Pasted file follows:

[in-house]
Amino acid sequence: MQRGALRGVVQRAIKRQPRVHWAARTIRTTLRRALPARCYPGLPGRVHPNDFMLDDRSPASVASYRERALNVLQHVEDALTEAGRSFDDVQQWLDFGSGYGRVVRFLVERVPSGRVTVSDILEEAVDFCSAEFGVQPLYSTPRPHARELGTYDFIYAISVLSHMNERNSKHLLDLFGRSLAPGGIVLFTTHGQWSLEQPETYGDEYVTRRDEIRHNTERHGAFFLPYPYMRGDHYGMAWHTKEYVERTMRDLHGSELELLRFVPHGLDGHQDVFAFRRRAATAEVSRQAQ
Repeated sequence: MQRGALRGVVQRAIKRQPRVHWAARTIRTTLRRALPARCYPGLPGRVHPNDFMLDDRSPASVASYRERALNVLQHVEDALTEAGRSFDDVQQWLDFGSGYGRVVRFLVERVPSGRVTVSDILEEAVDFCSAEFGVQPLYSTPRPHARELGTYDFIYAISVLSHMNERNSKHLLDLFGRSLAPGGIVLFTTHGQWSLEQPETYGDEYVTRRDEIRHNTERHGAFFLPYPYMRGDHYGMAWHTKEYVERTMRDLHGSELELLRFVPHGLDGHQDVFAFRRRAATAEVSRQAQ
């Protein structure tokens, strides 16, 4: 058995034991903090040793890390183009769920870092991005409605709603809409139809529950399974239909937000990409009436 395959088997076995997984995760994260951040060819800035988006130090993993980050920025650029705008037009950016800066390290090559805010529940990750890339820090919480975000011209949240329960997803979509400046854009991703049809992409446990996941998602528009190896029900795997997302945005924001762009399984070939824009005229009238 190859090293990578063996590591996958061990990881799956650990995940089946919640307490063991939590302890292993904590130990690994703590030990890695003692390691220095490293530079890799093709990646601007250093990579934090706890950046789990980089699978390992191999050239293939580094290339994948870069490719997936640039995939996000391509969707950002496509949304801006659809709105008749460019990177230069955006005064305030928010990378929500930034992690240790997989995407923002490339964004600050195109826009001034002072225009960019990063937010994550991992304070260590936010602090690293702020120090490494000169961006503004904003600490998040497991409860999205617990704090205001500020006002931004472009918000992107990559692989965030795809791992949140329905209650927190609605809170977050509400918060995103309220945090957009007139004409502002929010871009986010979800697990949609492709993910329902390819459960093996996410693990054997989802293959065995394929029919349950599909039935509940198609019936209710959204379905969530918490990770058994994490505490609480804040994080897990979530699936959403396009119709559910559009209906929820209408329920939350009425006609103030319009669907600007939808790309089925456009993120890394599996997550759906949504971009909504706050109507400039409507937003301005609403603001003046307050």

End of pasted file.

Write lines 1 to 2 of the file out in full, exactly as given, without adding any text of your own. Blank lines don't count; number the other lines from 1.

[in-house]
Amino acid sequence: MQRGALRGVVQRAIKRQPRVHWAARTIRTTLRRALPARCYPGLPGRVHPNDFMLDDRSPASVASYRERALNVLQHVEDALTEAGRSFDDVQQWLDFGSGYGRVVRFLVERVPSGRVTVSDILEEAVDFCSAEFGVQPLYSTPRPHARELGTYDFIYAISVLSHMNERNSKHLLDLFGRSLAPGGIVLFTTHGQWSLEQPETYGDEYVTRRDEIRHNTERHGAFFLPYPYMRGDHYGMAWHTKEYVERTMRDLHGSELELLRFVPHGLDGHQDVFAFRRRAATAEVSRQAQ